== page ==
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Hochman: As DeJong and Sosa vie to start in wild card game, Cards' 2022 shortstop could be Dodgers' Seager

Hochman: As DeJong and Sosa vie to start in wild card game, Cards' 2022 shortstop could be Dodgers' Seager

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Cubs edge Cardinals 3-2 in rain-shortened finale

St. Louis Cardinals' Edmundo Sosa, left, is out at first as Chicago Cubs first baseman Frank Schwindel handles the throw during the second inning of a baseball game Sunday, Oct. 3, 2021, in St. Louis. (AP Photo/Jeff Roberson)

In today’s 10 a.m. video, columnist Ben Hochman gets ready for the Cards’ wild card game by dissecting the defense, including possible Gold Glove winners Tyler O’Neill, Harrison Bader and Paul Goldschmidt. And, as always, Hochman chooses a random St. Louis Cards card from the hat!

The Cardinals’ 2022 shortstop will likely be in Wednesday’s wild card game — but with the Cards or Dodgers?

I’m eager to see Corey Seager in red — he should be the Cardinals’ offseason target. The Dodgers’ shortstop and reigning World Series MVP is a lefthanded-hitting slugger, and the Cardinals could sure use a lefthanded-hitting slugger.

Seager will be a free agent this winter, and though the Cards normally collect National League West superstar infielders via trades, Seager should fit into their budget, in part due to those often-discussed contracts coming off the books. And, frankly, if there was a player to splurge on, it would be a 27-year-old whose 2021 batting average (.306) and OPS (.915) are even better than his impressive career batting average (.297) and OPS (.870).

Of course, the Cardinals wouldn’t even be in this wild card game if it wasn’t for shortstop Edmundo Sosa. From Aug. 1 until season’s end, Sosa hit .307 with an .860 OPS. The man they call “Mundito” has been an infusion of untapped talent and energy. As a starter in 75 total games, his OPS was .795.

“We’ve seen him evolve,” Cardinals manager Mike Shildt said. “But he’s been in the organization for a while, so we’ve seen him grow, and so it’s been a gradual understanding of what he can do. I’ll say the one thing (that surprised me) is the opposite-field power. He hit the ball the other way out of the ballpark, and it’s like, ‘OK! Big-boy pop right there!’ It’s been impressive.”

And Sosa has provided that “sixth tool” of personality to the club. He’s just fun to watch. His body language speaks as he battles in the batter’s box. He’s got a flair for the dramatic and the acrobatic. He plays through pain — sometimes startlingly, like after getting beaned in the head — and he hustles so hard he once literally split his pants.

He also gets hit by pitches a lot. Seventeen times. That’s fourth-most in the National League (Jonathan India led with 23), and the other three fellows had nearly double the at-bats. This fall, a Cubs hurler named Tommy Nance knocked Sosa out of a game by injuring the hitter’s hand. Sure enough, Edmundo’s first game back was against Chicago.

“Same guy that hit him in the hand throws three up and in on (Andrew) Knizner,” Shildt said. “And then we pinch hit Sosa, and he has a missile right back at him. That was impressive. You know, that kind of speaks to the mindset and the dedication and the desire to compete that Sosa brings. Smart player, good player.”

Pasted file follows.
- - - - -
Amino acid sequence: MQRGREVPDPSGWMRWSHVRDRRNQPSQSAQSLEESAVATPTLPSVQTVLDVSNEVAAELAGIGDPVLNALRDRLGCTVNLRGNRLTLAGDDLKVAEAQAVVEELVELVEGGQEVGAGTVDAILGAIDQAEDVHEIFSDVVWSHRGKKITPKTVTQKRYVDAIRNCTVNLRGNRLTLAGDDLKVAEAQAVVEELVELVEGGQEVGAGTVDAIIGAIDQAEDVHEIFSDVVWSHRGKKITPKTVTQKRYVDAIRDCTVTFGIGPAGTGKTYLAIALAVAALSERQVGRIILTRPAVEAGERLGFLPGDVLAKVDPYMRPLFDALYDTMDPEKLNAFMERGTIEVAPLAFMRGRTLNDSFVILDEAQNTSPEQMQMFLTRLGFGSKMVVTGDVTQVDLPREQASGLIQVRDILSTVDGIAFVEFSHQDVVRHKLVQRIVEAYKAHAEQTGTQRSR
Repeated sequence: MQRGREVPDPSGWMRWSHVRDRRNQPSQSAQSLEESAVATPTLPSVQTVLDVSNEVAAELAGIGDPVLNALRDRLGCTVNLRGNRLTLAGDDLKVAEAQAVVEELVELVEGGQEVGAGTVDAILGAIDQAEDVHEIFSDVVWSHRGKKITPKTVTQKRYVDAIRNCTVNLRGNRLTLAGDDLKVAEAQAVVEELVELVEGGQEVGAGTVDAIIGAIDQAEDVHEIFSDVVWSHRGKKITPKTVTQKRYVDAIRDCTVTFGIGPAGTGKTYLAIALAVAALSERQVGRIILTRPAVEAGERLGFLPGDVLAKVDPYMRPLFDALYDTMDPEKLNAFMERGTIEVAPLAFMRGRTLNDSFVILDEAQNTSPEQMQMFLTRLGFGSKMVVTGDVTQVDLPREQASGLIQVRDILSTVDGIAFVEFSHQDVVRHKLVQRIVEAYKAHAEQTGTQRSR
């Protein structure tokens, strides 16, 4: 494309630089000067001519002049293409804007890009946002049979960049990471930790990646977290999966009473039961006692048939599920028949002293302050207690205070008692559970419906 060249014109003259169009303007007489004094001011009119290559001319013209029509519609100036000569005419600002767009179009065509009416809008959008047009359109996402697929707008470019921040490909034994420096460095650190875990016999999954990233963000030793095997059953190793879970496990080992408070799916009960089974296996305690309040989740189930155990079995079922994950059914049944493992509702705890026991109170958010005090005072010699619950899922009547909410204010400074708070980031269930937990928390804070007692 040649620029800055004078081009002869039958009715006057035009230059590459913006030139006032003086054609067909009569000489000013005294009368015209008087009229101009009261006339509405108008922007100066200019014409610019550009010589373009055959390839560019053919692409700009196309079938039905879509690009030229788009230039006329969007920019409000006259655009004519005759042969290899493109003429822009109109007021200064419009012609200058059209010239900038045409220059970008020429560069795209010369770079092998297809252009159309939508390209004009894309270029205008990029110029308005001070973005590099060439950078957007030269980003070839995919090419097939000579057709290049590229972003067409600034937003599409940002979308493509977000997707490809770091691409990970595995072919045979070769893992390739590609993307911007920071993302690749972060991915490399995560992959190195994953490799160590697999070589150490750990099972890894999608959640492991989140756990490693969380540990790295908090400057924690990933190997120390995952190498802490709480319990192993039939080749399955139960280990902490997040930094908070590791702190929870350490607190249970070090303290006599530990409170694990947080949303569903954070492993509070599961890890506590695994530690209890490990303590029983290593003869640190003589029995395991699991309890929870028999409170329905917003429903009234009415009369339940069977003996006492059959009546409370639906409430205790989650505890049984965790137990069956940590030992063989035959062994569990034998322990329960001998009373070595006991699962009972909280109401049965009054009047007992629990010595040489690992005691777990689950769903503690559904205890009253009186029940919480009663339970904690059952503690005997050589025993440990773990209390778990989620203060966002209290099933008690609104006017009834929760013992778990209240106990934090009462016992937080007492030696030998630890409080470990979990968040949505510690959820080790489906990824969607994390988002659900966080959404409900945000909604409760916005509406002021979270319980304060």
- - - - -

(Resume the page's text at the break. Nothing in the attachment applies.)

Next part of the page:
But will the Cards opt to go with Sosa at shortstop in 2022?

Oh, and will the Cards even opt to go with Sosa at shortstop in the wild card game?

He’s 1 for 3 in his career against L.A. starter Max Scherzer, while Paul DeJong is 4 for 13 with a double and three RBIs.

Yes, just what about Paul DeJong? He signed a long-term contract and has shown some pop. And he’s a steadier fielder than Sosa is. But DeJong hit .197 this year in 356 at-bats. He hit 19 homers, which means he might’ve made the mid-20s or more with a full season. Still, his OPS didn’t even make it to the “sevens,” as he finished at .674. Both DeJong and Sosa hit righthanded.

DeJong is one of the kinder pro athletes I’ve ever met. And definitely yearns to win. But his 2021 leads St. Louis to look elsewhere in the first place. Now, the designated hitter could be in place in 2022. Maybe that keeps him in St. Louis. But if the Cards do get Seager, could DeJong and Sosa both be on the roster? We’ll see. A lot of decisions to make — and decisions that could affect other decisions.

But in the short-term at short, it’s all about maximizing production on Wednesday, while preventing Seager from making any more postseason memories — until at least another year.

Last year, Seager pulled a rare feat, though one we’ve seen accomplished by both Darrell Porter (1982) and David Freese (2011) — winning both the NLCS and World Series MVPs. A native of North Carolina (the same state that gave us Mike Shildt), Seager hit five homers in the seven-game National League Championship Series against Atlanta. Then in the fall classic, he hit two more, while finishing with a .400 average in the six games. The trophy shelf that displayed the 2016 Rookie of the Year got crowded fast.

Interestingly, Seager might’ve been a Cardinal nearly a decade ago. In 2012, the Cards had the 19th overall draft pick. But with the pick right before, the Dodgers selected Seager. This isn’t to say St. Louis still wouldn’t have gone with Michael Wacha if he and Seager were both on the board. But the Cards did have interest in offense in that draft, as they selected hitters with the next four picks, including two infielders.

The Wacha picked turned out quite well. He, too, won an NLCS MVP.

But Seager has been a star in Hollywood.

In today’s 10 a.m. video, columnist Ben Hochman discusses Albert Pujols’ possible role for the Dodgers in the loser-goes-home wild card game Wednesday. And, as always, Hochman chooses a random St. Louis Cards card from the hat!

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